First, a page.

Sterling, L., “Session L : Coding in the curriculum : Fad or foundational?” (2016). 2009 – 2019 ACER Research Conferences. 4.
https://research.acer.edu.au/research_conference/RC2016/9august/4 Retrieved from: https://research.acer.edu.au/cgi/viewcontent.cgi?article=1297&context=research_conference
- issue – what concepts are being addressed in teaching coding and how essential are they for engendering an understanding of the digital world around us, and improving productivity and innovation?
- we (teachers) tend to take advantage of the fact that computers are now essential in schools, and students need basic computer literacy skills
- how to teach computational thinking? and where should it be placed in the curriculum?
- general lack of agreement in whether computational thinking should ultimately be incorporated into education as a general subject, a discipline-specific topic, or a multi-disciplinary topic
- to teach computer programming in school or not?
- ‘coding in the curriculum’ seems to be the current preferred option to programming
- benefits to teaching code from an early age?
- thinking engendered by coding (general problem-solving and design skills)
- appreciation of what computers can and cannot do
- providing exposure (encourage more students to take up careers in coding)
- objections to placing coding in the curriculum
- does not come from an adequate pedagogical basis
- no evidence base establishing that coding is beneficial (not correct, but evidence is primarily anecdotal)
- push for coding is primarily about vested interests
- current popular ‘Scratch like’ environments are too limited to learn the important programming concepts
- space can be made in the curriculum to connect coding to math and science lessons
- Important to provide opportunities to children
Our district has been on board and supportive since the beginning. We even have a district coding arcade put together each year where kids create coding games and showcase them to other students and families in the district.
As a Grade 2/3 teacher over the past few years, I have seen the growing fad of incorporating coding into the curriculum. I agree with the author of the article for this week in the sense that it is important to provide these types of coding opportunities to children as exposure to what is possible in the world of technology. My young students are still learning what coding means, but by engaging in activities such as the Hour of Code each year and practicing their game creation by progressing through step by step instructions on Code.org, they are developing computational thinking and gaining a deeper understanding of how technology works.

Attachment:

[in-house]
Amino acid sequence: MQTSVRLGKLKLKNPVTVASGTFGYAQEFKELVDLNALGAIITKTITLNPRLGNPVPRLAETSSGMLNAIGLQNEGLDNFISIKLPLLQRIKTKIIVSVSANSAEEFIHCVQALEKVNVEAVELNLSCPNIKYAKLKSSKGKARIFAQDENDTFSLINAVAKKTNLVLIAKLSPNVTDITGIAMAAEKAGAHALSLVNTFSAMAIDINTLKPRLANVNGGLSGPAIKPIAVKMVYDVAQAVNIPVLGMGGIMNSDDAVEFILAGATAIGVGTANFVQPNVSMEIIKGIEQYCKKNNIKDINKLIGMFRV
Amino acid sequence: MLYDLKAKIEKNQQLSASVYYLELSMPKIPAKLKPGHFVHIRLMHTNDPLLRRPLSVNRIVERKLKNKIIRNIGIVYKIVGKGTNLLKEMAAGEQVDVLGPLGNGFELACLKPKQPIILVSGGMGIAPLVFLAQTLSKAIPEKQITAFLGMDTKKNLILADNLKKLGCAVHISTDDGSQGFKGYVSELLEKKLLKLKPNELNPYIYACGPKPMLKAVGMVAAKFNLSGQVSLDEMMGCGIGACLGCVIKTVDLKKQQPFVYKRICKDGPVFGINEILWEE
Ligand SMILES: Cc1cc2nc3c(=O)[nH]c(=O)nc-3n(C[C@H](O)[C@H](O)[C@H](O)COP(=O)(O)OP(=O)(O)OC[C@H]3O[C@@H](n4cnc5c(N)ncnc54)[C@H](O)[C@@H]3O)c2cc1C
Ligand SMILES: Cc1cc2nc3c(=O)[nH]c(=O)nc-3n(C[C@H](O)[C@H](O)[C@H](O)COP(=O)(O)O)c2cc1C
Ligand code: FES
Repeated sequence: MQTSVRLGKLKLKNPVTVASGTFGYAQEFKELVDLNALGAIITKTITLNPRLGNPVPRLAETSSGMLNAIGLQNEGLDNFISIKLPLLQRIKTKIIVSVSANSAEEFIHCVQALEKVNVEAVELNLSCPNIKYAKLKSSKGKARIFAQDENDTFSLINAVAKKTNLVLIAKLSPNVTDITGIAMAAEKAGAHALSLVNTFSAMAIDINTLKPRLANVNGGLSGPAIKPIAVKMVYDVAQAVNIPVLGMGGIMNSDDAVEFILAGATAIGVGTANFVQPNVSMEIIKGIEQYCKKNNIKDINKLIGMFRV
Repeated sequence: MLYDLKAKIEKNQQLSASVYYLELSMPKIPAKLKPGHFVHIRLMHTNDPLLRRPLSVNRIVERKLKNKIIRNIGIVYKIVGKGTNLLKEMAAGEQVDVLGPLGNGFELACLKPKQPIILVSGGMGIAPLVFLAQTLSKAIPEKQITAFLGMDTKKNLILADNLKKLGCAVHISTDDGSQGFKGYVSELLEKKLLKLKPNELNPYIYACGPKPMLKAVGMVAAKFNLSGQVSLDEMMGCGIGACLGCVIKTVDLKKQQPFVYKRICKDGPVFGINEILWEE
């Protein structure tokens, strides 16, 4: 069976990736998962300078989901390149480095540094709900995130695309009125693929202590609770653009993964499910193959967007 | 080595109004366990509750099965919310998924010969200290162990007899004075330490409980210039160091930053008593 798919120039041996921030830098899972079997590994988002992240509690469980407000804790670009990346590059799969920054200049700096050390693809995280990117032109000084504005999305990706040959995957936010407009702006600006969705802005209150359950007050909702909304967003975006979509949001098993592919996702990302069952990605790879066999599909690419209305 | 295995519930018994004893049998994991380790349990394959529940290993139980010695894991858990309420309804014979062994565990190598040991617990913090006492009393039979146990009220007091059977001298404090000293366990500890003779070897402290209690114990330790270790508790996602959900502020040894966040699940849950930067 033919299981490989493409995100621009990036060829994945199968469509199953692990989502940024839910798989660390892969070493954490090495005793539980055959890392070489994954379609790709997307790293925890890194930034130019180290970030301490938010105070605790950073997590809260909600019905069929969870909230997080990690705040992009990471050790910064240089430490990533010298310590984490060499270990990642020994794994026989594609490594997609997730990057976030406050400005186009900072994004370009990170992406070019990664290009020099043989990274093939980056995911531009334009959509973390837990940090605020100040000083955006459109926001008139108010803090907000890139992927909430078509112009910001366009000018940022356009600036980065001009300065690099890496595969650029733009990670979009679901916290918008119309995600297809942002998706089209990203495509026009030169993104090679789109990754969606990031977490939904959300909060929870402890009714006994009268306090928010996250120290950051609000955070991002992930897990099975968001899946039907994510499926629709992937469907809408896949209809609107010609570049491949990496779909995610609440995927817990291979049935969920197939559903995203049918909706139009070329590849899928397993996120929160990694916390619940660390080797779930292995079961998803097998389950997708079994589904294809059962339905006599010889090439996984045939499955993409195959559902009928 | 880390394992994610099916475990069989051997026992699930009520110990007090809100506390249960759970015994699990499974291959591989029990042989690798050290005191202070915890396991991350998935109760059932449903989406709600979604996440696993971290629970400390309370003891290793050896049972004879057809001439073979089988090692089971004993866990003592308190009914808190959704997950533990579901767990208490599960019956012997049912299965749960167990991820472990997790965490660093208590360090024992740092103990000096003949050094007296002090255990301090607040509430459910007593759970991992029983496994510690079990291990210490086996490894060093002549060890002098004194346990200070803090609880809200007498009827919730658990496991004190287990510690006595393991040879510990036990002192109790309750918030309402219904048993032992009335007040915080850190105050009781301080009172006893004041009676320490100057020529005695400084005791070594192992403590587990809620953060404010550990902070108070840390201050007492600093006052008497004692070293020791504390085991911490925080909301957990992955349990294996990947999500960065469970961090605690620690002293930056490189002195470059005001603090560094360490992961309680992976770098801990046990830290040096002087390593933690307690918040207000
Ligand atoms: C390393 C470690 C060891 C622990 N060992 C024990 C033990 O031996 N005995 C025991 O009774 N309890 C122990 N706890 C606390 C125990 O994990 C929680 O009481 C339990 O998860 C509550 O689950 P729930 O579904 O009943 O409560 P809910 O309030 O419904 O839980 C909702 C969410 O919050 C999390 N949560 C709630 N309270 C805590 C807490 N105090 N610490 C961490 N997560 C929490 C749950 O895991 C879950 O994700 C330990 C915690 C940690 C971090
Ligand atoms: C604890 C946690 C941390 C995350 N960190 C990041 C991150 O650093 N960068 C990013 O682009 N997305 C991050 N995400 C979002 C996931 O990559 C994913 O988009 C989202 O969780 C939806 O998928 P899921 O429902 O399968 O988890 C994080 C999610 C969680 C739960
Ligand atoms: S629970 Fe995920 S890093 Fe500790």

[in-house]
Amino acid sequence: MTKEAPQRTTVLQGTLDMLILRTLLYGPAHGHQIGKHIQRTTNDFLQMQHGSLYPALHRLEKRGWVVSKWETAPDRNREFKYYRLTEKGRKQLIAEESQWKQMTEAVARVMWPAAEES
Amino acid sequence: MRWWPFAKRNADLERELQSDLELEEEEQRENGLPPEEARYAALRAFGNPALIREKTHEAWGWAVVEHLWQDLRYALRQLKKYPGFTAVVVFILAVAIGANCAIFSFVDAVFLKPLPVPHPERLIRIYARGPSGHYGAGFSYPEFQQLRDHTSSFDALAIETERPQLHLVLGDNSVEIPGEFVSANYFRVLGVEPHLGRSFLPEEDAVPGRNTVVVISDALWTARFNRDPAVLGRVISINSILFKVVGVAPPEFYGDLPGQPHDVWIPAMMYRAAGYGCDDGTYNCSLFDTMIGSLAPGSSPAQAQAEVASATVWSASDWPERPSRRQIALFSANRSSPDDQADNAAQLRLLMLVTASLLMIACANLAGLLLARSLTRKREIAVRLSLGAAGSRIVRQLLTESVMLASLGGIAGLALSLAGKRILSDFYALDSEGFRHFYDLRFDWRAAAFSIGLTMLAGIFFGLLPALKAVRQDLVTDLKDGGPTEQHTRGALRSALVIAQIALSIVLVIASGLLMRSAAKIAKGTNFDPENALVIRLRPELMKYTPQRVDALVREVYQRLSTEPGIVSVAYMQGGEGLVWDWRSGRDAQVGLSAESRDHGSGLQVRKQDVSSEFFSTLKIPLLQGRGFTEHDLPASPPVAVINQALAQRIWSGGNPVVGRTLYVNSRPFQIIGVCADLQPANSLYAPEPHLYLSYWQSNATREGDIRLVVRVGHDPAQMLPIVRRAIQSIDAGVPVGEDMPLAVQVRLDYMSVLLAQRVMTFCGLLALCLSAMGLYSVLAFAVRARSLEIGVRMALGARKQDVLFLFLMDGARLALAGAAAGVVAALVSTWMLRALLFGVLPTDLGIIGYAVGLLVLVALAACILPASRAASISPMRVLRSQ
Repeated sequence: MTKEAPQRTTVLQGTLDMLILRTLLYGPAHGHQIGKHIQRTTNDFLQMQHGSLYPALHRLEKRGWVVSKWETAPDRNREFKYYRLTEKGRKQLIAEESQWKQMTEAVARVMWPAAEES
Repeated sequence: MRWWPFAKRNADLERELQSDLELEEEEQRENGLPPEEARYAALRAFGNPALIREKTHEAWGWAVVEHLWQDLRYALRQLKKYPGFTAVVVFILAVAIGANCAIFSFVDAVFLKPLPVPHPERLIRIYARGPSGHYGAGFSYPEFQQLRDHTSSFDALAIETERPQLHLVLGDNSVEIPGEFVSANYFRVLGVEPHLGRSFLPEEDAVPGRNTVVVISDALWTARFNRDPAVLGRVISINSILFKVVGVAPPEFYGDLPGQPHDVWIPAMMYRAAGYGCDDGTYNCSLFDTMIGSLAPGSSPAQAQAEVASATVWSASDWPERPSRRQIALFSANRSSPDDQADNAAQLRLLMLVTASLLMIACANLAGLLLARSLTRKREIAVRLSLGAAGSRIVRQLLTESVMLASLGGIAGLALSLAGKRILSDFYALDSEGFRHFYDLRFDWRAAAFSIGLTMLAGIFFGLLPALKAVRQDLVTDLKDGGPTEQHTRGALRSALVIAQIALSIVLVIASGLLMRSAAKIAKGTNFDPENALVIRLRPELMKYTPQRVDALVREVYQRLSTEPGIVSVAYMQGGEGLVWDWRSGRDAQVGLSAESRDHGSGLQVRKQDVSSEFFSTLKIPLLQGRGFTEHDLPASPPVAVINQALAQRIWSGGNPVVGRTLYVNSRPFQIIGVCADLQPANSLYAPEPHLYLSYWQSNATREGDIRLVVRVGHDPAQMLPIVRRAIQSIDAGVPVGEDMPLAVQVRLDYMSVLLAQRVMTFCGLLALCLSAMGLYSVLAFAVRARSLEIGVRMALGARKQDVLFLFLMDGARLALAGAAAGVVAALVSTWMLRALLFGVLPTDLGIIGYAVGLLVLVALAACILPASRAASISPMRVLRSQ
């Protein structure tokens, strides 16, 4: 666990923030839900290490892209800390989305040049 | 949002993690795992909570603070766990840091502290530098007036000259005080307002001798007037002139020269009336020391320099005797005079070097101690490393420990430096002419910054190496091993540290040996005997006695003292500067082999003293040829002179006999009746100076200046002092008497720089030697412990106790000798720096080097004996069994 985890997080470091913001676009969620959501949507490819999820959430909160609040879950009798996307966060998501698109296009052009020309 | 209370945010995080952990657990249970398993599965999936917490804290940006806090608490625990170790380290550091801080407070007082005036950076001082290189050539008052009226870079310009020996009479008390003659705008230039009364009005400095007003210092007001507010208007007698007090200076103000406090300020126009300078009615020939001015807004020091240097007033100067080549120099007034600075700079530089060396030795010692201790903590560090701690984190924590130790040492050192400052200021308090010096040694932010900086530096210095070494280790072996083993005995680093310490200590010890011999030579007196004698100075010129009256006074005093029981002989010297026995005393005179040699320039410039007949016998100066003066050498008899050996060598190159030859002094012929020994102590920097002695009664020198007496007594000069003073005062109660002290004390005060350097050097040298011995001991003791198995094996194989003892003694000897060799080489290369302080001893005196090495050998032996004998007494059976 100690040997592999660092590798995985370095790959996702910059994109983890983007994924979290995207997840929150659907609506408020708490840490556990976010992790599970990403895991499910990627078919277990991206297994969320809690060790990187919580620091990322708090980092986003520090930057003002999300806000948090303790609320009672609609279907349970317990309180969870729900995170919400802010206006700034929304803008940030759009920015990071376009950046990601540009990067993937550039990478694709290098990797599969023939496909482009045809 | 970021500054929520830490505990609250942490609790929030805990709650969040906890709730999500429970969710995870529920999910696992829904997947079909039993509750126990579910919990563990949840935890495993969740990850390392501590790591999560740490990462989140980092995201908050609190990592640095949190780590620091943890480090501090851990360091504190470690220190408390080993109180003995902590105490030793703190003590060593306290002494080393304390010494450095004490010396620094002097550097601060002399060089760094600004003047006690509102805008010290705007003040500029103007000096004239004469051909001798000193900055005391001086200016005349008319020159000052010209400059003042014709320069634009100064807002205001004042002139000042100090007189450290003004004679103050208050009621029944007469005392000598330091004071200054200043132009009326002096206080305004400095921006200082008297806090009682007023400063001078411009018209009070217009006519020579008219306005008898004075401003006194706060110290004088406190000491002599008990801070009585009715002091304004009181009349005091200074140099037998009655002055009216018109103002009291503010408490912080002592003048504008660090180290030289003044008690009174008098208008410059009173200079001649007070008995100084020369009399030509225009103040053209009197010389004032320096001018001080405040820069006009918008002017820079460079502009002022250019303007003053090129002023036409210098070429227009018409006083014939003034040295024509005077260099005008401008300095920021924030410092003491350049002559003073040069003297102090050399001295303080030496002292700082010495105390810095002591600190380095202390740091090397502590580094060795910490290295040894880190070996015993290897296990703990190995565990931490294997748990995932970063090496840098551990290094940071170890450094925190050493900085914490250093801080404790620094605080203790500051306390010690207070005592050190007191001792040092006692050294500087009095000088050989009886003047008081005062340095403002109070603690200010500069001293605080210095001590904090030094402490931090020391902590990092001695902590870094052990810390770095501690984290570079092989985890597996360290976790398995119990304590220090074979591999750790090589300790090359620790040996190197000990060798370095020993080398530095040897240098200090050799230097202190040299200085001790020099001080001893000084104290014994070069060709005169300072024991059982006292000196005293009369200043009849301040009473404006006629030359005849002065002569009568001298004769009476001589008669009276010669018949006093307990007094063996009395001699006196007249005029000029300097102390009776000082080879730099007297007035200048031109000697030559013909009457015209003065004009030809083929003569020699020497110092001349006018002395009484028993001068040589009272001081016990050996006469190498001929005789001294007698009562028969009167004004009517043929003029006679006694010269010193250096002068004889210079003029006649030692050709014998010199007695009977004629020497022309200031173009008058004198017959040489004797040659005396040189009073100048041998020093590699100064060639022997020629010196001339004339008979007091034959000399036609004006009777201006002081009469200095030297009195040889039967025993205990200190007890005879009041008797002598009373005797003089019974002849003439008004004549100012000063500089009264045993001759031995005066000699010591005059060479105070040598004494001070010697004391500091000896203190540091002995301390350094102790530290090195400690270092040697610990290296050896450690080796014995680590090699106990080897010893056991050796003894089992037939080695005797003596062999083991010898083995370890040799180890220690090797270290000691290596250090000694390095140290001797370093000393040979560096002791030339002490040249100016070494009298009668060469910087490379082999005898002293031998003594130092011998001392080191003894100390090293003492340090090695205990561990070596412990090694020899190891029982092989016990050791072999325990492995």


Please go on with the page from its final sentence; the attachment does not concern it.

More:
Is coding a fad or is it something that needs to be integrated into every curriculum? Why or Why not?
I think it is something that can easily be integrated into the BC curriculum in a variety of ways at each grade level. In the primary years it can be taught without the use of technology by coding and giving directions in play. In the middle years it can be integrated into literacy by having students tell a story using Scratch, and in the older years it can be coding robots to complete a task in shop class! I think coding teaches computational thinking and exposes students to a different way of engaging with technology that they didn’t know was possible before.
Just as the author of the article mentioned, we engage students in other creative endeavours (music, art, etc.) and this is another form of creative expression that students might really gravitate towards.
What is the role of computer science in digital literacies?
The study of computer science (coding) allows students to explore a relationship and language with technology that they did not know existed before and manipulate that relationship to get their desired outcome.
We are becoming more and more digital (especially during the Covid-19 pandemic) and students are engage with digital platforms more than ever before. But they don’t necessarily understand how they do what they do. I think it’s important to provide students insight into that.
How are emerging educational technology trends impacting your learning context?
As a young millennial teacher who is interested in all new technology – I am always game to explore the new trend (with district approval if need be). Personally, I find this process very exciting, and the more experience I get as a teacher, the better I get an integrating them into what I am already teaching in the classroom.
What I am learning now, through my ongoing masters project research, is how to build an environment and a space where I can help the whole staff be risk takers when it comes to technology. I am very happy to say that during this uncertainty in remote teaching and learning, most of our teachers have tested and tried things that they never thought they would! And I am so proud!